The barstool conversations (the idea for which i4cp CEO, Kevin Oakes, gave a tip of the hat to Elliott Masie) featured Kevin in casual conversation with thought leaders between sessions.
First to pull up a stool to the bar was Hank Jonas, Manager of Organization Effectiveness at Corning. Hank discussed an issue common to many large global organizations — the problem of connecting two possibly disparate cultures after a merger or acquisition.
When Corning wholly acquired its former subsidiary (Samsung-Corning), Hank requested information that would inform him about the Samsung culture. He received a 44-slide deck, using phrases such as "we cherish our employees" -- quite different from the Corning vernacular. Hank's challenge was to, as he said, "honor the strength of that culture," while still delivering on their goal of successful integration.
His solution has been to pilot small programs rather than make wholesale changes, to find similarities in the corporate cultures, and to acknowledge where the acquired organization's culture is something to learn from.
Next up was Steve Reynosa, of Citrix (creators of GoToMeeting), who explained Citrix's partnership with Stanford University's design school boot camp. This D-School was so effective for the C-Suite that eventually over 1,000 Citrix employees have attended.
Reynosa focuses on talking to customers, ideation, prototyping, and finally launching a product, and has become essential learning for top leadership, so much so that Citrix has the rare position of SVP of Customer Experience, a position which has become a wonderful glue binding many of Citrix departments together.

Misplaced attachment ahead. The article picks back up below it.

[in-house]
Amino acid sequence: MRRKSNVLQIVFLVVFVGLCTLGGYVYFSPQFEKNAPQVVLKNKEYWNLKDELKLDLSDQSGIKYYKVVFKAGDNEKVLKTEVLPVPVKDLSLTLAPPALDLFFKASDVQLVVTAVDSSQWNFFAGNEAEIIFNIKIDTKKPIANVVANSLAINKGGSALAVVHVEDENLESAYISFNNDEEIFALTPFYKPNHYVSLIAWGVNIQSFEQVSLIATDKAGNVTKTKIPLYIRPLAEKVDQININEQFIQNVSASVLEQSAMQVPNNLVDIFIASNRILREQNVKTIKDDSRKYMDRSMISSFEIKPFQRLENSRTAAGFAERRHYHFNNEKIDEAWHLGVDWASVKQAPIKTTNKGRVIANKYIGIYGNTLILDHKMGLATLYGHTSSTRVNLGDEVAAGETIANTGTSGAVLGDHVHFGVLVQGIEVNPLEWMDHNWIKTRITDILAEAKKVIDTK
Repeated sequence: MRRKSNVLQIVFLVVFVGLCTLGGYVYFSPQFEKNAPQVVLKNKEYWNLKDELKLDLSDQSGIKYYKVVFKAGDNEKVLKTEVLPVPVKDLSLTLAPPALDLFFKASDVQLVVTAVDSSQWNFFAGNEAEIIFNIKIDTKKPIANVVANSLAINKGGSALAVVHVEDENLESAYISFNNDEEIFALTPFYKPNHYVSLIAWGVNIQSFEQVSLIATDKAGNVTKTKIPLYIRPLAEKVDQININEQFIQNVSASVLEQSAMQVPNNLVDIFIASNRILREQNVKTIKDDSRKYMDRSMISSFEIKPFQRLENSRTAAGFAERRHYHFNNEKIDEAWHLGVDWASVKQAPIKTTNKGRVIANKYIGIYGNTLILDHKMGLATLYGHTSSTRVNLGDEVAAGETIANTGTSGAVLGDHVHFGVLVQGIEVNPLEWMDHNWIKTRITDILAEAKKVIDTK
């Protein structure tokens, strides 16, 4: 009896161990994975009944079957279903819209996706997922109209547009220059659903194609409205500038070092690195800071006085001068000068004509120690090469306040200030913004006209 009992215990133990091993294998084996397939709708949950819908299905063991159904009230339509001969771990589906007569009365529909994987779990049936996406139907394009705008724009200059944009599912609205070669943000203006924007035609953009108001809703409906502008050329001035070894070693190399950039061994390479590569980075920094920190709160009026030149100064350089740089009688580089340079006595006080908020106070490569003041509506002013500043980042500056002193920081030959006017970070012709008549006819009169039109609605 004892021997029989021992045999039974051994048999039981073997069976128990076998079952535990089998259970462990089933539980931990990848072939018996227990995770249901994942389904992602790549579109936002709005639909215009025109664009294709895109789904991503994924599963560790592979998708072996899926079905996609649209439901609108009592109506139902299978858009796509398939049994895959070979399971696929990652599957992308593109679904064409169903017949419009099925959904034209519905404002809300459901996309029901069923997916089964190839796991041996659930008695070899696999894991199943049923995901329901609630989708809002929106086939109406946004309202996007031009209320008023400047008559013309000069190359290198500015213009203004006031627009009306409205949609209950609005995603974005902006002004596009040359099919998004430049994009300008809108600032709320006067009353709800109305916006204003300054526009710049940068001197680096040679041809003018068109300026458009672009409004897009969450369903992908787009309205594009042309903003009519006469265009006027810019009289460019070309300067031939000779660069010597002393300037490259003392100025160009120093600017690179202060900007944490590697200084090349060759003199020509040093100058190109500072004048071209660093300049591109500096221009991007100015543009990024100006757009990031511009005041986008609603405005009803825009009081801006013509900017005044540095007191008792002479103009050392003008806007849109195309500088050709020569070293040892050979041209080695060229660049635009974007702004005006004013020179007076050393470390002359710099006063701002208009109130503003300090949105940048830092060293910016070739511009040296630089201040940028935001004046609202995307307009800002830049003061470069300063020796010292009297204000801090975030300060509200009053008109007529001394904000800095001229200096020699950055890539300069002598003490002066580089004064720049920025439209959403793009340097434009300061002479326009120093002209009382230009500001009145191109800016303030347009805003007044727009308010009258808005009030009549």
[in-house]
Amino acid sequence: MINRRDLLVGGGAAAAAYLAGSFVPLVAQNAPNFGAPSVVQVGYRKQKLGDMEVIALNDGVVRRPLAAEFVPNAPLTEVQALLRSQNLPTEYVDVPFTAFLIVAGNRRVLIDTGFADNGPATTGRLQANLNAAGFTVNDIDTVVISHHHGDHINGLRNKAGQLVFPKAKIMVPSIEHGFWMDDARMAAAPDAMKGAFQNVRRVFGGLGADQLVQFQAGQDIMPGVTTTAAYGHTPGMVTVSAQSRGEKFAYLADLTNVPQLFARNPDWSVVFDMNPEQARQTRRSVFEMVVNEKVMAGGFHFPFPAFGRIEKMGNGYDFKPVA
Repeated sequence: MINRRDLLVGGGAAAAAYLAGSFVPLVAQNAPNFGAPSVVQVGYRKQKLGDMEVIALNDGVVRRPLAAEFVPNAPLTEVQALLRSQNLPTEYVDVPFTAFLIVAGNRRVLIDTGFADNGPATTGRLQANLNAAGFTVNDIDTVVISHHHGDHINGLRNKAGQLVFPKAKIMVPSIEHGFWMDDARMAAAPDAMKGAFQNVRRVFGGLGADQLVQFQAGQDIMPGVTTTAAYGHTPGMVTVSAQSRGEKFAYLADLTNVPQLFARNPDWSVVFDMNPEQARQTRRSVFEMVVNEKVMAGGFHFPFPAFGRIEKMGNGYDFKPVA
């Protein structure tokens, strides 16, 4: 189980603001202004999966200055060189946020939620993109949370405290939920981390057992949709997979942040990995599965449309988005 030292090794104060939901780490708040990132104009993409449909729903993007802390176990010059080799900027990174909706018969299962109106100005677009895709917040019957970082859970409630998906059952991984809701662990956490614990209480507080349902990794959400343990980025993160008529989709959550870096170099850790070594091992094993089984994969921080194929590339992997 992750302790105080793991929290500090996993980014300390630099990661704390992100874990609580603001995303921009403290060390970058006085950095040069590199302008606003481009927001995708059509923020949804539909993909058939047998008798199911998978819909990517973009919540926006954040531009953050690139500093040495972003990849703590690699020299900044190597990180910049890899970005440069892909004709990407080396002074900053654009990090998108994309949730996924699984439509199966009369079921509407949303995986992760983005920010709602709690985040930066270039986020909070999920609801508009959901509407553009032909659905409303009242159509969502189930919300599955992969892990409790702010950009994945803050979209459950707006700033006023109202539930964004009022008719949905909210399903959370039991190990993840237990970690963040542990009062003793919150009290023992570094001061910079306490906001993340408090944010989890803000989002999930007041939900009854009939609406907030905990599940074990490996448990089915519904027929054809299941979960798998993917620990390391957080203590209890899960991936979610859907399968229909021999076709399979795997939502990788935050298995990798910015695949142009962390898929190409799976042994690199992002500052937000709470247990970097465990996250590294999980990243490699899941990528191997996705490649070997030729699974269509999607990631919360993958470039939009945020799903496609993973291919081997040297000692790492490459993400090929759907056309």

Last to the stage was Dave Quilleon, SVP Global Mission for Best Buddies International (also, in a strange coincidence, my class president at the University of South Florida. Don't ask when). Dave explained Best Buddies mission, and made clear to the crowd the need for sponsorships, or hiring someone with an intellectual or developmental disorder, or even just sponsoring a ride or walk team for fundraising.
He was joined onstage by Charles Calhoun, a Best Buddies Ambassador and employee of Silicon Valley Bank who talked about how much his job meant to him, and how important it was to be a leader, which is really a lesson for all of us. The standing ovation that Charles received was indicative of the power of his message. The standing attendees were then taught the Best Buddies cheer and dance, and although it was fun, I'm hoping there is no existing video...